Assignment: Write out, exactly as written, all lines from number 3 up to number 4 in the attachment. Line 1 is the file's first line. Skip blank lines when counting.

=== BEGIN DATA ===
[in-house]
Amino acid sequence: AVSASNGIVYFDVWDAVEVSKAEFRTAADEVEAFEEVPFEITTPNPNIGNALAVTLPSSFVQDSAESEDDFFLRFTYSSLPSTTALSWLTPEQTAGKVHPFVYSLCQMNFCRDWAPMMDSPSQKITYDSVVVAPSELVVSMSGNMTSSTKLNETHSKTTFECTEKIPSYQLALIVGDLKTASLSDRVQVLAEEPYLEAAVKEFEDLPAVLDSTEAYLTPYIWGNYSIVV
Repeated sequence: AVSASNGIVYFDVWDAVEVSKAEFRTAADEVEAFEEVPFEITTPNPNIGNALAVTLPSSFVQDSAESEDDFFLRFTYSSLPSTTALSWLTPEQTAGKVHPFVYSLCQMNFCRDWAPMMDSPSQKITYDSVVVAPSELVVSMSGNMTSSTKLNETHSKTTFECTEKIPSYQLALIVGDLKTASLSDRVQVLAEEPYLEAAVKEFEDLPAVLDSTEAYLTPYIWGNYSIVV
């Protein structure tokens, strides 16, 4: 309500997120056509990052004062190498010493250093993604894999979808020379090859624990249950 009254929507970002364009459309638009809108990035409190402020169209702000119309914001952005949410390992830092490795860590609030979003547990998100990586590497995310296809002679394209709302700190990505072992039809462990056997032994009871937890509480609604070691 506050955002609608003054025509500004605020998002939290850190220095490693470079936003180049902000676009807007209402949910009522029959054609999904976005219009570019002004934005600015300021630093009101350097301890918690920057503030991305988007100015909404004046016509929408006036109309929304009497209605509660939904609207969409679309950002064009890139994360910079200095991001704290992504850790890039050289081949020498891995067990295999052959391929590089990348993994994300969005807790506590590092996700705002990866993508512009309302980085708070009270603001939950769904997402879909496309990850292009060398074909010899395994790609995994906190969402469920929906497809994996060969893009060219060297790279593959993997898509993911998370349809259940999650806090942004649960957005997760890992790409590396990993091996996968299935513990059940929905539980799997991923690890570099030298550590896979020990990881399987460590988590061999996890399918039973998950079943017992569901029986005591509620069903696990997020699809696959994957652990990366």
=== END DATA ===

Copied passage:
Repeated sequence: AVSASNGIVYFDVWDAVEVSKAEFRTAADEVEAFEEVPFEITTPNPNIGNALAVTLPSSFVQDSAESEDDFFLRFTYSSLPSTTALSWLTPEQTAGKVHPFVYSLCQMNFCRDWAPMMDSPSQKITYDSVVVAPSELVVSMSGNMTSSTKLNETHSKTTFECTEKIPSYQLALIVGDLKTASLSDRVQVLAEEPYLEAAVKEFEDLPAVLDSTEAYLTPYIWGNYSIVV
């Protein structure tokens, strides 16, 4: 309500997120056509990052004062190498010493250093993604894999979808020379090859624990249950 009254929507970002364009459309638009809108990035409190402020169209702000119309914001952005949410390992830092490795860590609030979003547990998100990586590497995310296809002679394209709302700190990505072992039809462990056997032994009871937890509480609604070691 506050955002609608003054025509500004605020998002939290850190220095490693470079936003180049902000676009807007209402949910009522029959054609999904976005219009570019002004934005600015300021630093009101350097301890918690920057503030991305988007100015909404004046016509929408006036109309929304009497209605509660939904609207969409679309950002064009890139994360910079200095991001704290992504850790890039050289081949020498891995067990295999052959391929590089990348993994994300969005807790506590590092996700705002990866993508512009309302980085708070009270603001939950769904997402879909496309990850292009060398074909010899395994790609995994906190969402469920929906497809994996060969893009060219060297790279593959993997898509993911998370349809259940999650806090942004649960957005997760890992790409590396990993091996996968299935513990059940929905539980799997991923690890570099030298550590896979020990990881399987460590988590061999996890399918039973998950079943017992569901029986005591509620069903696990997020699809696959994957652990990366």